CHAPTER XXVII.
FISHING FOR A. DAUGHTER,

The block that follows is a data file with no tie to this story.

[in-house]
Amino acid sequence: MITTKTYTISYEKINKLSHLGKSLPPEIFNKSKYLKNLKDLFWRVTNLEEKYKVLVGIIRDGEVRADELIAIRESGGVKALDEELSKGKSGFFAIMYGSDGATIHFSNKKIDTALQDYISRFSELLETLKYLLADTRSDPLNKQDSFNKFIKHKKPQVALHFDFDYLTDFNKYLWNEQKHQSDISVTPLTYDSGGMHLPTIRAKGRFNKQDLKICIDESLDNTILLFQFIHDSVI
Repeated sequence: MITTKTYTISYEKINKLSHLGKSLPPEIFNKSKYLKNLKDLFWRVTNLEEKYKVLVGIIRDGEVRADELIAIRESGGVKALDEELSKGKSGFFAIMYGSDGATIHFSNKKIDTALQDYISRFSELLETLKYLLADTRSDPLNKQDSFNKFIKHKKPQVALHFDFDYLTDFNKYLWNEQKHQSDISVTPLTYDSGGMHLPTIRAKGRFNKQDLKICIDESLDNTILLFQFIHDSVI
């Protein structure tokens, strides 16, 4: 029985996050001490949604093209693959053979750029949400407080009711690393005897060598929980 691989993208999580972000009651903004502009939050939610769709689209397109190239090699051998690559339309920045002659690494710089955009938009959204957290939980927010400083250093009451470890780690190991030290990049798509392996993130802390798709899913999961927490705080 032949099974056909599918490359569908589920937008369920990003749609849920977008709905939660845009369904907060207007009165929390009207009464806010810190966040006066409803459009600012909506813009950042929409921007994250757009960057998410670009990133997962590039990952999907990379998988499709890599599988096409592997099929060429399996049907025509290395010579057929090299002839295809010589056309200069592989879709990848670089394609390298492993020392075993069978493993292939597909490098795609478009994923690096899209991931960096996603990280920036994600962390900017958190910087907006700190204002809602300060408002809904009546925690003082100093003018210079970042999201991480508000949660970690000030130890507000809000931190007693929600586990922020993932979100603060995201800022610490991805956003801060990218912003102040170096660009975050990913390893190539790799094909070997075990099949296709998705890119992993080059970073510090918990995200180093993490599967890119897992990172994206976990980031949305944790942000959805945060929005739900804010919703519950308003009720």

MR. SPELT sat in his watch-tower, over the head of patiently cobbling Mr. Dolman, reflecting. He too was trying to cobble— things in general, in that active head of his beneath its covering of heathery hair. But he did not confine his efforts to things in general : one very particular thing had its share in the motions of his spirit—how to prove that Poppie was indeed his own child. He had missed his little Mattie much, and his child-like spirit was longing greatly after some child-like companionship. This, in Mattie's case, he had found did him good, cleared his inward sight, helped him to cobble things even when her questions showed him the need of fresh patching in many a place where he had not before perceived the rent or the thin-worn threads of the common argument or belief. And the thought had come to him that perhaps Mattie was taken away from him to teach him that he ought not, as Mattie had said with regard to Mrs. Morgenstern, to cultivate friendship only where he got good from it. The very possibility that he had a child somewhere in London, seemed at length to make it his first duty to rescue some child or other from the abyss around him, and there were not a few swimming in the vast VOrtex. Having found out that Mrs. Flanaghan knew more about Poppie than any one else, and that she crept oftener into the bottom of an empty cupboard in her room than anywhere else, he went one morning to see whether he could not learn something from the old Irishwoman. The place looked very different then from the appearance it presented to Lucy the day she found it inhabited by nobody, and furnished with nothing but the gin-bottle. When the tailor opened the door, he found the room swarming with children. Though it was hot summer weather, a brisk fire burned in the grate; and the place smelt strongly of reesty bacon. There were three different groups of children in three of the corners: one of them laying out the dead body of a terribly mutilated doll; another, the tangle-haired members of which had certainly had no share in the bacon but the smell of it, sitting listlessly on the floor, leaning their backs against the wall, apparently without hope and without God in the world; one of the third group searching for ossible crumbs where she had just had her breakfast, the other two ying ill of the measles on a heap of rags. Mrs. Flanaghan was in the act of pouring a little gin into her tea. The tailor was quickeyed, and took in the most of this at a glance. But he thought he saw something more, namely, the sharp eyes of Poppie peeping through the crack of the cupboard. He therefore thought of nothing